Friday, September 26, 2008

IDB offers grants to jump-start water and sanitation projects in the Caribbean

Published: Friday September 26, 2008

Caribbean and Latin American governments that want to improve water and sanitation services can now apply for grants from the Aquafund, a new source of financing approved by the board of the Inter-American Development Bank (IDB) on Monday.

The Aquafund is a fast-disbursing vehicle intended to help accelerate the development of projects in the water, sanitation and solid waste disposal sectors. It can be used to finance activities ranging from pre-feasibility studies to technical training and knowledge dissemination, depending on specific local needs.

"There are many innovative proposals for improving water and sanitation services in Latin America today," said IDB President Luis Alberto Moreno. "Aquafund was created to help make those proposals a reality by financing the early stages of project preparation, and also to help replicate successful experiences on a larger scale."

During the rest of 2008, the Aquafund could disburse up to $15 million in grants from the IDB's ordinary capital. Starting in 2009, Aquafund will also mobilise matching contributions from multiple donor countries, providing up to $35 million in grants during the calendar year. Aquafund will also be able to receive contributions from private sources.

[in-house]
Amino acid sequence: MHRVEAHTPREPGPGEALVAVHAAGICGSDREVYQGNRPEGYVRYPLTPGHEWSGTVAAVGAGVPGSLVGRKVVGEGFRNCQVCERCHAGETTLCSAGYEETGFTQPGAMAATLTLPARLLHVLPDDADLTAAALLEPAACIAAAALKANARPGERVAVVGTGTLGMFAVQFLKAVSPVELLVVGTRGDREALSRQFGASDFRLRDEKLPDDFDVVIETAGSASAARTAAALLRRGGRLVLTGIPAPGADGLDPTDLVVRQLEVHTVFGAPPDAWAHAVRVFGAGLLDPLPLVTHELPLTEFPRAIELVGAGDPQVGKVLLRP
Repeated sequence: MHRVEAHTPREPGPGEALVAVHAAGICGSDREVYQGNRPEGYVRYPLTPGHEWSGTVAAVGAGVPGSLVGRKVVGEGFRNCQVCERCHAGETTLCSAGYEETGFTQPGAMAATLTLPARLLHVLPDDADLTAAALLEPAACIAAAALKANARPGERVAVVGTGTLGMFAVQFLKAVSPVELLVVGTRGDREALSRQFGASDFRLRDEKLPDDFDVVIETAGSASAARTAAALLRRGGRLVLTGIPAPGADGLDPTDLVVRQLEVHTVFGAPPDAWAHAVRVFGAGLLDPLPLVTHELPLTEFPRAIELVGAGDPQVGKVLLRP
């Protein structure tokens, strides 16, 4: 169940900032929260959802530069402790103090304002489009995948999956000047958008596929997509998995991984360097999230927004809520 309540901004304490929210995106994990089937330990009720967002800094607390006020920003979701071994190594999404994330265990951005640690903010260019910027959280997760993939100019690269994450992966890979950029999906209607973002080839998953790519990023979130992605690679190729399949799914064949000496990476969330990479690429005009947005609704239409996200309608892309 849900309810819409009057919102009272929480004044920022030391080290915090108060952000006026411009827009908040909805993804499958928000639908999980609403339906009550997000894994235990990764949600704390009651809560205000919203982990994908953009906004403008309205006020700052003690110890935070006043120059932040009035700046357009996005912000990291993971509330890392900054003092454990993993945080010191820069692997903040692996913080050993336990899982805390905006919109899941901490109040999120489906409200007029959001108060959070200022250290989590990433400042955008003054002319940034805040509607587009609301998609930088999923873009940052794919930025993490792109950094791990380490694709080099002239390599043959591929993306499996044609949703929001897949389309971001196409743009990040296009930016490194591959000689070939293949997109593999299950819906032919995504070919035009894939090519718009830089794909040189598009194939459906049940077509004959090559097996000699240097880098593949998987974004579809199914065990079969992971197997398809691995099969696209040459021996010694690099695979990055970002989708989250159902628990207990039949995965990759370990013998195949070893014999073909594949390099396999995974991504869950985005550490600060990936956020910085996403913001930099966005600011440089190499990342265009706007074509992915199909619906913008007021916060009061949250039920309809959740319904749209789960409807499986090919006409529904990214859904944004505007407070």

Aquafund grants can be used to support projects that subsequently receive both loans with either sovereign or non-sovereign guarantees. It is expected to finance activities such as improvements in the legal and regulatory framework, water resource management, and capacity building at municipal, state and national level. Aquafund grants will also be available directly to water, sanitation and solid waste service operators.

"We expect Aquafund to be a catalyst for innovative approaches to these areas," said Federico BasaƱes, chief of the Water and Sanitation Division at the IDB. "We have set ourselves the goal of financing projects with 100 of the region's cities and 3,000 of its rural communities by 2011, and Aquafund is going to be a key resource for municipalities that need help getting projects off the ground."

Starting in 2009, the Aquafund will use contributions from donors to finance pilot investment projects that use new technologies and have potential for replication.

Donor funds will also be available for investment projects focusing on service expansion, low-income urban and rural communities, household connections to water and sanitation networks, wastewater treatment and solid waste disposal.

Source: Jamaica Observer

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